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Desi Williams

Tuesday, February 6th, 2018

Unsafe advice from the Solicitors Regulation Authority on confidentiality

Desi Williams ,

The challenge of revealing confidential information about ‘clients’ who lack capacity to third parties. The SRA advice places lawyers at risk.

This article is written by Desi Williams one of our accredited mental health tribunal representatives.

I attended a Mental Health Lawyers Association 2 day MHT accreditation course in Leeds. At this course, the issue of the SRA updated Code of Conduct was raised. (Version 19 1st October 2017)

Chapter 4 relates to ‘Confidentiality and disclosure’. Outcomes O(4.1) states

‘you keep the affairs of clients confidential unless disclosure is required or permitted by law or the client consents’.

This seems very clear. However, on reflection it fails to address some fundamental points

The updated Code of Conduct does not list situations where disclosure may be necessary as opposed to the previous version which included an exhaustive list. We were advised that this is being taken up with the SRA by the Law Society. This therefore creates confusion.

Following the course, I have looked at the SRA, ‘Ethics guidance: Disclosure of client’s confidential information’ (5/2/2016) http://www.sra.org.uk/solicitors/code-of-conduct/guidance/guidance/Disclosure-of-client-confidential-information.page

This deals specifically with the issue of O(4.1). From this document, disclosure may be justified for conduct purposes:-

Where a client has indicated their intention to commit suicide or serious self harm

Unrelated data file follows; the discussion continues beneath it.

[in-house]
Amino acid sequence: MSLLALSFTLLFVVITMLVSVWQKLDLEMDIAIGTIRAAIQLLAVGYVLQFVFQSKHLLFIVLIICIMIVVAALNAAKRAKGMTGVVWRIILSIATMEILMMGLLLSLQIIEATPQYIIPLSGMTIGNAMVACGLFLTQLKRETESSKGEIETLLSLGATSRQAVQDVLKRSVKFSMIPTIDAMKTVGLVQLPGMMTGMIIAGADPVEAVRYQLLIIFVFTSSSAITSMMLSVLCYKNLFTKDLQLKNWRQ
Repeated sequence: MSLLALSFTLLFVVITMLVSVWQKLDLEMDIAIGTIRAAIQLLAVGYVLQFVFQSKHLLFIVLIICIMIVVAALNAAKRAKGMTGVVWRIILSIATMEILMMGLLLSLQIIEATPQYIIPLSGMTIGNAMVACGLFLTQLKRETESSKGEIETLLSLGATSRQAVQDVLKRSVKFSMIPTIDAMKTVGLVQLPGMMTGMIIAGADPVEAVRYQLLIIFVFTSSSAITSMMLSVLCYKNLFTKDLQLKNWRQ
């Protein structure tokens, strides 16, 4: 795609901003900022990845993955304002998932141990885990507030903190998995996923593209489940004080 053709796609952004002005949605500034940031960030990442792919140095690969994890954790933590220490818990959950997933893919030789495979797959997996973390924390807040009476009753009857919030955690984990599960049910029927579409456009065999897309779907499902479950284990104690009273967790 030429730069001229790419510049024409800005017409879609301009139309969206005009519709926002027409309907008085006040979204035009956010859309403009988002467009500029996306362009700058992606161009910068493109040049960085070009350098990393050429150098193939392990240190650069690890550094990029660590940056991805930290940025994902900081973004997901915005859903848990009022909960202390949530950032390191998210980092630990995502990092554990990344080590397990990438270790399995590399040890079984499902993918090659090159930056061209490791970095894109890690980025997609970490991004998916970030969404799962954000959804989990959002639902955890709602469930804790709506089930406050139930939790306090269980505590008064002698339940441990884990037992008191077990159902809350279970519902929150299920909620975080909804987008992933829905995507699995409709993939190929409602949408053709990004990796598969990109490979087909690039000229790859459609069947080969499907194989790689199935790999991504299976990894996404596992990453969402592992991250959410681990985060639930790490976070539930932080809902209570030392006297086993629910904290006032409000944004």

Preventing harm to children or vulnerable adults
Preventing the commission of a criminal offence
Within these chapters there is clear guidance on expectations in relation to disclosure. The guidance states:

‘In the circumstances described, there will be a breach of your duty but from a disciplinary point of view, the justification will be taken into account and is likely to mitigate against regulatory action’.

To indicate that even in these extreme situations there is a breach but at your disciplinary hearing you can argue it was justified, is not very reassuring. It could also lead to solicitors, fearful of the professional consequences, withholding information that could have very serious consequences. It does not distinguish between those who have capacity and those who lack capacity.

I therefore asked the SRA to clarify this fundamental point. My query was an example where we would be appointed by the Mental Health Tribunal under Rule 11(7)(b) Tribunal Procedure Rules, to act for someone who did not have the capacity to represent themselves, therefore our role is to act in a ‘best legal interests basis’ of the person. Rule 11(7)(b), states:-

‘the patient lacks the capacity to appoint a representative but the Tribunal believes that it is in the patient’s best interests for the patient to be represented’.

I enquired – If you are appointed by a Tribunal under Rule 11(7)(b), what would be the correct course of action if you felt you had received information which may need to be disclosed bearing in mind you are in effect not taking instructions as a solicitor/client retainer.